"DRIP" stands for dividend reinvestment plan. DRIPs are offered by companies who allow you to buy stock directly from them without going through a broker. You simply sign up for the company's DRIP and begin purchasing the number of shares you want each month. This can be an easy way to get started investing and it can get you into the habit of setting aside money regularly.
No Broker Fees
You do not need a broker to buy shares of stocks from a company that offers a DRIP. You buy the shares directly from the company. This puts more of your money to work immediately. Some companies do charge a small commission for this service, but their fees are much lower than brokerage fees. Many companies charge no fee at all, so all of your money goes to work from the start. This can be particularly attractive if you are only buying one or two shares at a time. You won't have to pay a trading fee for such a small transaction.
Low Minimum Investment
You can get started in a DRIP for as little as $10, according to the website, DripInvestor.com. This makes DRIPs attractive to people who don't have a lot of money to invest but who still understand the value of setting a little bit aside every month. Companies typically make DRIPs available at the same time every month. So if you mark your calendar, you can get into the investment habit easily even if you don't have a lot of money to start with.
Starter Investment for Kids
According to the website ConsumerReports.org, many grandparents use DRIPs to get their grandchildren started in investing. Kids can understand the simple concept of investing their money in a company without having to understand the complex workings of full-service brokers and discount brokers. This teaches them to save for the future and can spark their interest in investing.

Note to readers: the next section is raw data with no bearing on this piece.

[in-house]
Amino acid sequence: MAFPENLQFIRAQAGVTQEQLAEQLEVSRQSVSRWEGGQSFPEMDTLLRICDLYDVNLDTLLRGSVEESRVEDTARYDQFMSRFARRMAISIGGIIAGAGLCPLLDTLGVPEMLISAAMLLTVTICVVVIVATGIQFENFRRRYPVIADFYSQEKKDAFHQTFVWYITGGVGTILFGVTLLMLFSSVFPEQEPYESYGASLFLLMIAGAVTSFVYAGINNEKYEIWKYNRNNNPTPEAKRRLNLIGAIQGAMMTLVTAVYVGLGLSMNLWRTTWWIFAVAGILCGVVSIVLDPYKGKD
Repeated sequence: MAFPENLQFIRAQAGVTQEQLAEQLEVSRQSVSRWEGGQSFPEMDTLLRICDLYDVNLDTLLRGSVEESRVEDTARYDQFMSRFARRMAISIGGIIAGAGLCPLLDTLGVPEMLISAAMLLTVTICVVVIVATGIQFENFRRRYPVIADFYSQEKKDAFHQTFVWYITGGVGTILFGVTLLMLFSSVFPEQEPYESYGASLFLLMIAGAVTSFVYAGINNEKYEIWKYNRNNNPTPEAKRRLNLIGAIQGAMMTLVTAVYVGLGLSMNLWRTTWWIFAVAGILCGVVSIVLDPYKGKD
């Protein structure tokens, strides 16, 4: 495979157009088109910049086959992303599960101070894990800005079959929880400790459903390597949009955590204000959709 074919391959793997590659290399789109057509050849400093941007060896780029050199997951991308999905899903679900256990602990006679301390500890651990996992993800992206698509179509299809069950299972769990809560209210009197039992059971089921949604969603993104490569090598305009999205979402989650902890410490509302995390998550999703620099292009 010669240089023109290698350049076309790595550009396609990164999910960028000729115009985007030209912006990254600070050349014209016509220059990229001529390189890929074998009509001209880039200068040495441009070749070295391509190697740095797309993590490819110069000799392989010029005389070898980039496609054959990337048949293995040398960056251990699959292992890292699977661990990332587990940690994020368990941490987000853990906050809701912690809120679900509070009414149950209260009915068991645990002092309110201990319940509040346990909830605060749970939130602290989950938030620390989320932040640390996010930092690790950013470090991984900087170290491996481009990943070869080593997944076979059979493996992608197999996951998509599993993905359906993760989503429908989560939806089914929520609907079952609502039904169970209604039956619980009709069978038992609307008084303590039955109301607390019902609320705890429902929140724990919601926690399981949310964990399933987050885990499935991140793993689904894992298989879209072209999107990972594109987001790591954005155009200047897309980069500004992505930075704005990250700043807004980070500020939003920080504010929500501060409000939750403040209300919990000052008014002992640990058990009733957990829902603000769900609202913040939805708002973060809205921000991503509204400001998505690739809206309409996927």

Many quality companies offer DRIPs. According to the website DRIP Central, nearly 400 companies offer these plans. This gives you a wide variety of businesses to choose from. You may want to start with a company you know and buy shares regularly to see how they perform. If you're satisfied with that company's growth, you can continue with your DRIP. On the other hand, you may spot another company you like as well and start a DRIP there. In this way, you could build your own portfolio of DRIPs and be invested in top American companies.
Kevin Johnston writes for Ameriprise Financial, the Rutgers University MBA Program and Evan Carmichael. He has written about business, marketing, finance, sales and investing for publications such as "The New York Daily News," "Business Age" and "Nation's Business." He is an instructional designer with credits for companies such as ADP, Standard and Poor's and Bank of America.